Better than granite, Spoon River,
Is the memory-picture you keep of me
Standing before the pioneer men and women
There at Concord Church on Communion day.
Speaking in broken voice of the peasant youth
Of Galilee who went to the city
And was killed by bankers and lawyers;
My voice mingling with the June wind
That blew over wheat fields from Atterbury;
While the white stones in the burying ground
Around the Church shimmered in the summer sun.
And there, though my own memories
Were too great to bear, were you, O pioneers,
With bowed heads breathing forth your sorrow
For the sons killed in battle and the daughters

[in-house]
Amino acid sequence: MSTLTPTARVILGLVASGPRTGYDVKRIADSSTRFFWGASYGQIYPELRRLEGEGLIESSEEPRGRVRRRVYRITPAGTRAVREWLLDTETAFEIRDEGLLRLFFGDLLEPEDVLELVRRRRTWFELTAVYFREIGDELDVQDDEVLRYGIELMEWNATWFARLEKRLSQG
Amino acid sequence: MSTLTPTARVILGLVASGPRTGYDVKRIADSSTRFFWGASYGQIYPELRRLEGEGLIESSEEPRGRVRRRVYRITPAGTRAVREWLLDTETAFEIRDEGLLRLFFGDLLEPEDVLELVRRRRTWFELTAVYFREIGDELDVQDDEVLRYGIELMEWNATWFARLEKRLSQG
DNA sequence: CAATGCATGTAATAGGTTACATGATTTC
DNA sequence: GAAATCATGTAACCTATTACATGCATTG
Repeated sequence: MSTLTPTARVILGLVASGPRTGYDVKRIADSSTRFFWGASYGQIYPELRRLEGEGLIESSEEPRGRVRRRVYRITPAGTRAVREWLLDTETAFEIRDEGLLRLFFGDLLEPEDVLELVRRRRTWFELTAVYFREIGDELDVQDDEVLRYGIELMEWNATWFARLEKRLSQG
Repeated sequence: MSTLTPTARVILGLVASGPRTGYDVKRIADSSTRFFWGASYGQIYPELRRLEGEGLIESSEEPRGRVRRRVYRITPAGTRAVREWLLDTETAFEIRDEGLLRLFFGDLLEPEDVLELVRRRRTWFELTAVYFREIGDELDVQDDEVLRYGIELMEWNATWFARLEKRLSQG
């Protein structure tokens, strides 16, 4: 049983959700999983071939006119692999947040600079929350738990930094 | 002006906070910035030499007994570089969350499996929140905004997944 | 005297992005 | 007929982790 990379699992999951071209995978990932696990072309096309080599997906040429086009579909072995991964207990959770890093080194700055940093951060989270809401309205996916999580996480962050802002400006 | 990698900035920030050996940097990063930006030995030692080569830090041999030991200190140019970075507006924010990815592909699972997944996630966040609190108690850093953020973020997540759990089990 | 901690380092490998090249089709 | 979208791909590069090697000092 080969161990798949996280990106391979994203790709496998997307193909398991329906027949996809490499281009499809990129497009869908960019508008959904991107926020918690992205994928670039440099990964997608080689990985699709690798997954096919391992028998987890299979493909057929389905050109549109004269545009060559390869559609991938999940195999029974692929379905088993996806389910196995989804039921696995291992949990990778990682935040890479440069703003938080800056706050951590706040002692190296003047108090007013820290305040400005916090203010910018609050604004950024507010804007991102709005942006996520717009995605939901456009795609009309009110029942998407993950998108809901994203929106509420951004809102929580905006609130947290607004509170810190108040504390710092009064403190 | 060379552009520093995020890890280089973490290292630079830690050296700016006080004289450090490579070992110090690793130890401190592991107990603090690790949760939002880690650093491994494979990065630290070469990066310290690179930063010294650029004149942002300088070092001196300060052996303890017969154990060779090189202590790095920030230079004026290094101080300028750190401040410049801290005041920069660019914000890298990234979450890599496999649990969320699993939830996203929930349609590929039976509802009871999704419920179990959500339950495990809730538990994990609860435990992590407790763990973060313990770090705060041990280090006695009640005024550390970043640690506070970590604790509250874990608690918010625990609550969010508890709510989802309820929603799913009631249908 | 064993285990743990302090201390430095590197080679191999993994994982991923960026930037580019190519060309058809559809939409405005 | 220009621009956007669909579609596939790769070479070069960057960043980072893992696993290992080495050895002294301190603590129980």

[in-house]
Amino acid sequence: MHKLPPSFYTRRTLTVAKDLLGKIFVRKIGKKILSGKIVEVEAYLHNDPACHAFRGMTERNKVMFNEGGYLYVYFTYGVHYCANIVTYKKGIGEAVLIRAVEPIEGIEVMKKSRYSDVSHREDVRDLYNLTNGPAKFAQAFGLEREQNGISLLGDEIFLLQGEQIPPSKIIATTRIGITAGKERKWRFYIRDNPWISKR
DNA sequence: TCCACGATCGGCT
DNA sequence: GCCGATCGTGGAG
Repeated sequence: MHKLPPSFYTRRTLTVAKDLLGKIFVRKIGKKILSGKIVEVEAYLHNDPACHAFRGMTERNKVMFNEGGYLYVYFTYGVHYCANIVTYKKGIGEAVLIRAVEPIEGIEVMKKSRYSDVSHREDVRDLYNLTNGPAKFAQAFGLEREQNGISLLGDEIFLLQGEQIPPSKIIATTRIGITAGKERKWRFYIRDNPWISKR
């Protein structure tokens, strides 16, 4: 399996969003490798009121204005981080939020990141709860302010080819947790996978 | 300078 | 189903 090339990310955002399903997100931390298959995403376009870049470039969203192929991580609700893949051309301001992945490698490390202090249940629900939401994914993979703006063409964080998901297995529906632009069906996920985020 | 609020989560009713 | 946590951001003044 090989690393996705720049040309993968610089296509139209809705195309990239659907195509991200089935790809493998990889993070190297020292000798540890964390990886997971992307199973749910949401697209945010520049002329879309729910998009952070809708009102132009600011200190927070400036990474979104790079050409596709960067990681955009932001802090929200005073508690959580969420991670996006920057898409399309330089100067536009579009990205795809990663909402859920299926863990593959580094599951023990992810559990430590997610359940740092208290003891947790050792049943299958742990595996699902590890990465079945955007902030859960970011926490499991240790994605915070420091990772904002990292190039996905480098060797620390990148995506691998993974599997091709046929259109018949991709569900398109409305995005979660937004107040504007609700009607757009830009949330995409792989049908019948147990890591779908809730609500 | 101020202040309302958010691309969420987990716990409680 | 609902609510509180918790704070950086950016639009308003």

And little children who vanished in life’s morning,
Or at the intolerable hour of noon.
But in those moments of tragic silence,
When the wine and bread were passed,
Came the reconciliation for us —
Us the ploughmen and the hewers of wood,
Us the peasants, brothers of the peasant of Galilee —
To us came the Comforter
And the consolation of tongues of flame!

Analysis, meaning and summary of Edgar Lee Masters's poem Aaron Hatfield

Leave a Reply

Your email address will not be published.

Do you have any comments, criticism, paraphrasis or analysis of this poem that you feel would assist other visitors in understanding the meaning or the theme of this poem by Edgar Lee Masters better? If accepted, your analysis will be added to this page of American Poems. Together we can build a wealth of information, but it will take some discipline and determination.